I'm curious to see if new public opinion polls show whether the environment is still top of the mind with Canadians, in light of skyrocketing fuel prices and growing angst about the cost of basic food supplies.
Grain supply questions, food riots and unwillingness by some countries to export basic commodities are scaring the daylights out of people, and fear is a big driver in making the list of national headaches. Look at how disease emergence — especially obesity and other diet-related problems — made health the biggest worry, until weather changes and Al Gore reminded us about our fragile relationship with the planet.
But I get a feeling if the environment is no longer No. 1 in Guelph and elsewhere, it won't be too far back on the list, given the way it's sustained its position over the past few years. In fact, environmental concerns helped drive biofuel development, one of the biggest controversies. So likely, issues related to other aspects of the environment will likewise remain high.
Agriculture, the environment and health are tightly and naturally bound.
Researchers committed to animal feed and nutrition have been looking at the relationship with an increasingly critical eye. One approach to improving the connection is through an emerging field called nutrigenomics — that is, how nutrition influences gene expression.
It's been percolating in laboratories at institutions such as the University of Guelph, where thanks mainly to the longtime support from the Ontario Ministry of Agriculture, Food and Rural Affairs, scientists have developed world-class abilities to advance the relationship between food, health and the environment.
It's become lucrative and environmentally prudent for industry to publicly connect the dots. For example, Alltech, a global leader in the animal feed industry (and whose Canadian headquarters are in Guelph) chose the theme "The Greenest Generation" for its 24th annual animal health and nutrition symposium at its world headquarters in Kentucky last week.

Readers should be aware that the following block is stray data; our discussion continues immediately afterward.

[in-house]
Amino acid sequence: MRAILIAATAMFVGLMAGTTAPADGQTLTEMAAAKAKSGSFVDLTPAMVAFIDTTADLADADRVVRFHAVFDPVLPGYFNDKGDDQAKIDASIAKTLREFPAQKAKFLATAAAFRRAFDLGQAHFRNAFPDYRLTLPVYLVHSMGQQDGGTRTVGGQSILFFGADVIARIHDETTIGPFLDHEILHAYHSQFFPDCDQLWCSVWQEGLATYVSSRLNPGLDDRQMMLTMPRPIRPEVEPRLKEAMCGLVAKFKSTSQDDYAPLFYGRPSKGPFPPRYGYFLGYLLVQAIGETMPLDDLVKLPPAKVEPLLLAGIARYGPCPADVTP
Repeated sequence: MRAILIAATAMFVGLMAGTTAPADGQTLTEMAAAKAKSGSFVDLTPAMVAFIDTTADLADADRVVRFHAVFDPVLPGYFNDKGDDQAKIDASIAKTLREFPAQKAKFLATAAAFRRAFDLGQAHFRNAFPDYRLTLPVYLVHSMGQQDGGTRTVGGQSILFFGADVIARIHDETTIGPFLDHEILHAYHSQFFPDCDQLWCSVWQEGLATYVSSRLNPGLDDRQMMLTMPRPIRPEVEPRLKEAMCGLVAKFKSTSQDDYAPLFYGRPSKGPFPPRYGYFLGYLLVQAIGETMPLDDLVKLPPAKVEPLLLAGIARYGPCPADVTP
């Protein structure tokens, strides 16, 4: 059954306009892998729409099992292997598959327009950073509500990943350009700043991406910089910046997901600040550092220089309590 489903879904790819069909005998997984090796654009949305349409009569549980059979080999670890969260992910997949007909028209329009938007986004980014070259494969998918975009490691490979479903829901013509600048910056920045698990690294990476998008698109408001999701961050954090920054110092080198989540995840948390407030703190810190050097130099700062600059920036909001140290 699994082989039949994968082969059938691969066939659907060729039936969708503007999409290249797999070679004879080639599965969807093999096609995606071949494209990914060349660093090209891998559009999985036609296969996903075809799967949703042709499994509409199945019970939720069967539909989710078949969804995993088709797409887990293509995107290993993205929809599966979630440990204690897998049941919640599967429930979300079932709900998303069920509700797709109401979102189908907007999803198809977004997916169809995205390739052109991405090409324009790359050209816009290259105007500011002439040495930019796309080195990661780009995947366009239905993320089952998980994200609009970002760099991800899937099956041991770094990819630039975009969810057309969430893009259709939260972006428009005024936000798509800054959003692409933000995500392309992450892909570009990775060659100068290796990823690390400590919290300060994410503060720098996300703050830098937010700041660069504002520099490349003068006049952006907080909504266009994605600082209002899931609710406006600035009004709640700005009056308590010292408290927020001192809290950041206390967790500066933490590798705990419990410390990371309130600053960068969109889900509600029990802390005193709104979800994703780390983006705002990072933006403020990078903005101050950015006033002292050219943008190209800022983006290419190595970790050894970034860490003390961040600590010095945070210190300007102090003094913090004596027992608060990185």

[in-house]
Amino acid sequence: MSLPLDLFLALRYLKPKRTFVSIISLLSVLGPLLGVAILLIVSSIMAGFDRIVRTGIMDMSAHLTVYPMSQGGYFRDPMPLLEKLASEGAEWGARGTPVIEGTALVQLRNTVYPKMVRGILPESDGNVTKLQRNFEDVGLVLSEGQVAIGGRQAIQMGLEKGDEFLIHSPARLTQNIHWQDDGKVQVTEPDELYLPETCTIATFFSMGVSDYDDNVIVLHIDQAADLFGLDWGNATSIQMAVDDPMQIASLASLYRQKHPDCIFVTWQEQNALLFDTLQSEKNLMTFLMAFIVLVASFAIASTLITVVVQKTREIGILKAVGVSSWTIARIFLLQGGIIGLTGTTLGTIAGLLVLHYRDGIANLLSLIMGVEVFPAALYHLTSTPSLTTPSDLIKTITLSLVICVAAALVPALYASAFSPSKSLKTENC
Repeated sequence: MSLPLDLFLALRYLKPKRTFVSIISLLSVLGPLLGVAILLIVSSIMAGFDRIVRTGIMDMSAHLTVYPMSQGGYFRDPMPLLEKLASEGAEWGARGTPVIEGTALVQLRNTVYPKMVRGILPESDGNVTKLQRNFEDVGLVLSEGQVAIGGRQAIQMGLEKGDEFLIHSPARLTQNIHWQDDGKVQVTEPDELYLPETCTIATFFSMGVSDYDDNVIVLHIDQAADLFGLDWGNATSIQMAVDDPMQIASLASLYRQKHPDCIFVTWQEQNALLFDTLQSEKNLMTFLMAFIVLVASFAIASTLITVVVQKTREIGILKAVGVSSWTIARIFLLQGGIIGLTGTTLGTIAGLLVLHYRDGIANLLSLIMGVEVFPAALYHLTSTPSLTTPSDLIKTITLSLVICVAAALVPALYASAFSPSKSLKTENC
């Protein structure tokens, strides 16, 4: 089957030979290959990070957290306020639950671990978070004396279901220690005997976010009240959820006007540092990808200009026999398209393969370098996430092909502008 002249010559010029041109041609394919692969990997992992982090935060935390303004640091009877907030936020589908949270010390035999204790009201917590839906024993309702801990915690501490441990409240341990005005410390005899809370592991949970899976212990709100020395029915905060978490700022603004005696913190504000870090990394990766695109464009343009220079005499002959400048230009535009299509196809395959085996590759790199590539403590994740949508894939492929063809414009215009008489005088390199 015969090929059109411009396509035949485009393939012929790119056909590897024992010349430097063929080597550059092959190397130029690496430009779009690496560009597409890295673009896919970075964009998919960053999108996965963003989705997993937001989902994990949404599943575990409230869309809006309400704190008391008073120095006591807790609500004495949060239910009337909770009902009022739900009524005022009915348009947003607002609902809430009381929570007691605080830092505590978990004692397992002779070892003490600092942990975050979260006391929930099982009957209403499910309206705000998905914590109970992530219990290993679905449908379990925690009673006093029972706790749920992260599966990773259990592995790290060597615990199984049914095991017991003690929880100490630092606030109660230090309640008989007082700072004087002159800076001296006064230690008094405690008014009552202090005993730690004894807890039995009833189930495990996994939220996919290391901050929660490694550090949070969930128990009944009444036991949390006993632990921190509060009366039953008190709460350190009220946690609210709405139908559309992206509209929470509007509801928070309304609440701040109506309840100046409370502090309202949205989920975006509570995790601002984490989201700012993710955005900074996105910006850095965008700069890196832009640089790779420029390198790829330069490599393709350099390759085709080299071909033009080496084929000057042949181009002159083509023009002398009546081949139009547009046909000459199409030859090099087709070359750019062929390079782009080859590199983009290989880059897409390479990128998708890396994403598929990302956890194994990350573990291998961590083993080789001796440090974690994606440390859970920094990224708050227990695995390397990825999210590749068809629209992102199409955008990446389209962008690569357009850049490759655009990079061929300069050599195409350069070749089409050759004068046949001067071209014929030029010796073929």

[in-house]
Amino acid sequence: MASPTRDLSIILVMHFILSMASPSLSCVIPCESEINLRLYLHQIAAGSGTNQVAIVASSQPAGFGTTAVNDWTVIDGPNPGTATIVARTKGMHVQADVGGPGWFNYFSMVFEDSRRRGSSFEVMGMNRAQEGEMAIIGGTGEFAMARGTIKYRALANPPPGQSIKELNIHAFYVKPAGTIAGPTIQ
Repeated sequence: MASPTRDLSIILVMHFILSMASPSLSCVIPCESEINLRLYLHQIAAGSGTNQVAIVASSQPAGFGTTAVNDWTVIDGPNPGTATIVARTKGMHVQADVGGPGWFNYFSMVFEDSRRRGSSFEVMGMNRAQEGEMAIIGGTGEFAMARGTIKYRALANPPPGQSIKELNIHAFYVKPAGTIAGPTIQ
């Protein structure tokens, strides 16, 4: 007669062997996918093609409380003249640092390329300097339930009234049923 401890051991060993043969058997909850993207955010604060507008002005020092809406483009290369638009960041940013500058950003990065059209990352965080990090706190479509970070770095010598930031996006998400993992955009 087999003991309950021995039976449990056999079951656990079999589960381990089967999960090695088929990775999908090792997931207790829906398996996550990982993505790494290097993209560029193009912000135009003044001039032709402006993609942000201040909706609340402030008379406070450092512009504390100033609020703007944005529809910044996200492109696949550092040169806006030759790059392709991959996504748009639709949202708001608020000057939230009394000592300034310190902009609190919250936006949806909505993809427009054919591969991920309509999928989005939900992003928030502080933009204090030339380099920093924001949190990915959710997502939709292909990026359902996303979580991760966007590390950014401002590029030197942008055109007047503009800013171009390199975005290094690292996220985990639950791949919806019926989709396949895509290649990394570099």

This is one of the biggest animal nutrition gatherings anywhere, drawing some 1,700 delegates from 130 countries, and Alltech wisely used the occasion to open a unique research centre for nutrigenomics and applied animal nutrition.
The 20,000-square-foot facility, which the company says is the first of its kind in the world, is dedicated to studying how nutrition affects gene expression.
On a facility tour after the ribbon-cutting, one Alltech staffer called nutrigenomics the intelligent fusion or integration of nature and technology to produce more, while minimizing waste.
That works for me. By knowing more about an animal's genes, researchers can determine what makes it grow more efficiently, including what keeps it healthy, naturally, and how beneficial traits can be passed onto consumers.
The opening drew interested researchers, including Guelph Professor Rickey Yada, scientific director of Canada's Advanced Foods and Materials Network (which is also based in Guelph), to discuss potential collaboration.
The Alltech centre has strong ties with University of Kentucky food researchers, and being a global company, it makes sense to extend the connections in other geographic areas where expertise is high.
Alltech has traditionally worked with Guelph researchers, including animal science professor Trevor Smith and Steve Leeson, who both gave presentations at the conference.
The Alltech nutrigenomics centre is committed to generating huge and powerful databases that detail the effects of nutrition on gene expression profiles in various species. Likewise, this kind of database development has long been a research pursuit of livestock researchers at Guelph.
The idea here is that these databases give researchers an opportunity to study major patterns and predict change, without conducting time-consuming and expensive tests with large herds and more animals.
Alltech calls this green technology, and although it's hidden from sight, it's vital to advance nutrition.
There's no question the effects of some of the products Alltech's feeding to animals — particularly selenium — are being watched for their effects on human health, too. A big question is how gene expression in food animals can create positive human health benefits.
This new nutrigenomics facility, and the relationships that develop from it, will provide some answers.